Movie Review: 'Downeast'
Downeast is an authentic Maine set crime drama.
Downeast is a rarity in this modern movie world. It’s a tiny, independent, gritty crime thriller that doesn’t feel as if it is recycling every crime movie cliche. Sure, the characters and the situation are familiar but the setting is new and the characters are authentic and charismatic. Written and directed by Joe Raffa, Downeast is a smart crime drama pitched at a perfect moderate pace that allows the characters to breathe and lets the story to settle into a lovely rise and fall.
The stakes are set early on in Downeast. In a monologue that, at first, feels out of place, the villain of the story, Kerrigan (Judson Mills) sets the scene. In a lobster fishing town in Maine, Kerrigan and his muscle run the town through violent intimidation and corruption. The monologue is delivered in an odd fashion, actor Judson Mills doesn’t have the kind of voice you expect in a voice-over. As it lingers however, and you think about it, the monologue carries a tone that is reminiscent of a Shakespearean character setting up a tragedy.
Kerrigan is the villain of the story and he’s not really in the movie all that much. He’s a looming specter over the rest of the story. Greg Finley is the star of Downeast as Tommy, a former boxer who now works for his father, George (Gareth WIlliams), on the family lobster boat. There he lives a very quiet life working alongside his pal Marty (Kirk Fox) and making just enough money to pay off his father’s gambling debts. Debts owed to Kerrigan.
Tommy’s life is changed forever by the return to town of Emma (Dylan Silver), the little sister of Tommy’s late best friend, Mikey. As kids, Tommy and Emma were nearly a couple until she moved away to attend boarding school and Mikey ended up getting killed. It’s been nearly a decade since Mikey’s death and Emma has returned home to care for her ailing mother. While she’s here, she has questions about Mikey’s death that she wants answered.
Naturally, these are questions that no one in this small town, even Tommy, want her to ask. Everyone knows how Mikey died except for Emma and her questions threaten to tip the delicate balance between the town living in fear and getting by and an all out violent chaos that could ensue if Kerrigan finds out that anyone has been talking about Mikey’s death. This sets the stage for our tragedy though I won’t spoil anything by telling you what form this tragedy takes.
Downeast feels authentic even as it plays out a story with familiar elements. Anyone who has seen a crime film has seen a small town run by one corrupt gangster. You’ve also seen movies where a rough and tough underdog stands up to the town gangster. These are familiar tropes to the point of unending predictability. And yet, I was legitimately thrilled and surprised by Downeast. Writer-Director Joe Raffa doesn’t take easy ways out, he doesn’t lean too heavily on the familiar, the key to Downeast is a commitment to these characters and allowing their genuine nature to push the plot forward.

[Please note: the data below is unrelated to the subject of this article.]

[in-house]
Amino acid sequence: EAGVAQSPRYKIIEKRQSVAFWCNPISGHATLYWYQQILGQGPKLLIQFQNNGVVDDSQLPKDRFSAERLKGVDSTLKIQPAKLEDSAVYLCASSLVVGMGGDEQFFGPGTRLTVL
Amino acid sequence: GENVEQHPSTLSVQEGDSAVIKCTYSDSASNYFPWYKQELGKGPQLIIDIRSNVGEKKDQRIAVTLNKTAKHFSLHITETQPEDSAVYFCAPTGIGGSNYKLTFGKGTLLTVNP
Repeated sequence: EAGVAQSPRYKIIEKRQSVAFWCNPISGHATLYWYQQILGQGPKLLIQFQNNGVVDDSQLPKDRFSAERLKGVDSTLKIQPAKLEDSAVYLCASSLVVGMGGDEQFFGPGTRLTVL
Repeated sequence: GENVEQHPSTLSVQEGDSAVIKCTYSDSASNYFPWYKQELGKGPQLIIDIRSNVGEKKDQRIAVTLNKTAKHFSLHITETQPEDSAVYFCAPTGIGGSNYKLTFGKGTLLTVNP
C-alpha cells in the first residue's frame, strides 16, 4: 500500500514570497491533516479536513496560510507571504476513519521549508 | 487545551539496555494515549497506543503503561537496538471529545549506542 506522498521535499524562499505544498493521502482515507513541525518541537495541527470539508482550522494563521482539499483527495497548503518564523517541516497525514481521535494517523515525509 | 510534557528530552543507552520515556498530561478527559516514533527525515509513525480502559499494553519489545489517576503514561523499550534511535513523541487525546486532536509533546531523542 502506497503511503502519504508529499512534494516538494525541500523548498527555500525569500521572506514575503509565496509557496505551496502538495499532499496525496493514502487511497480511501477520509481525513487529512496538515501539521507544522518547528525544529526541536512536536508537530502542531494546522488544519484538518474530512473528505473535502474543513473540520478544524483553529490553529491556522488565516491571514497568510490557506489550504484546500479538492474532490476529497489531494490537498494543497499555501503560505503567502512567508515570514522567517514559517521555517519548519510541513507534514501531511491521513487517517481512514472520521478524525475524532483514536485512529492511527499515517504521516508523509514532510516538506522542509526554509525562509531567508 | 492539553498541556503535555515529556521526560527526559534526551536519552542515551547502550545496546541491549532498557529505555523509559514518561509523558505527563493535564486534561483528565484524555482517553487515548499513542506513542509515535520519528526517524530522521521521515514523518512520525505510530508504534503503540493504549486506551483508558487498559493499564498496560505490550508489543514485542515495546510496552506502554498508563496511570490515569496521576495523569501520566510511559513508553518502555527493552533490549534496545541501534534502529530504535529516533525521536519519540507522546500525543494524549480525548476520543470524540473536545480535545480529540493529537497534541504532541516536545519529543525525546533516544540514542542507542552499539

Greg Finley reminds me of a slightly beefier Josh Hartnett. The two actors share an intensity in their stare that I find deeply compelling. Finley looks and talks as if he had worked on a lobster boat his entire life. He sounds like a townie who, if you were in from out of town, you’d ask him for the best place to get oysters and he could tell you several local spots from memory without hesitation. His accent is deep and worn and his manner is soft and broken in the places you’d expect from a man tormented by a town like this and a gangster like Kerrigan.
For his part, the villain doesn’t make many appearances in the movie but he’s used effectively. Another smart thing the director and script capture is how tenuous Kerrigan’s grasp on power is. He’s a man with a sadness about him, he appears confident and unafraid but Judson Mills gives the character a resigned quality, a weariness that such a business would undoubtedly cause. It’s never stated that Kerrigan feels weak or vulnerable, it’s revealed by his actions. It takes a confident script and director to allow an actor room to bring these qualities to life rather than having dialogue underline every detail.
Downeast is a terrific crime movie. It has rich characters well performed by actors who are deeply invested in their performances. Writer-Director Joe Raffa knew he had something with this group of actors and smartly focused on delivering a crisp visual palette, a strong Maine aesthetic, and a solid, moderate pace. The Maine setting is a strong choice. It’s an area of the country that doesn’t get a great deal of attention and the seaside setting feels fresh and alive.
Downeast will be available for On-Demand rental on Tuesday, July 13th.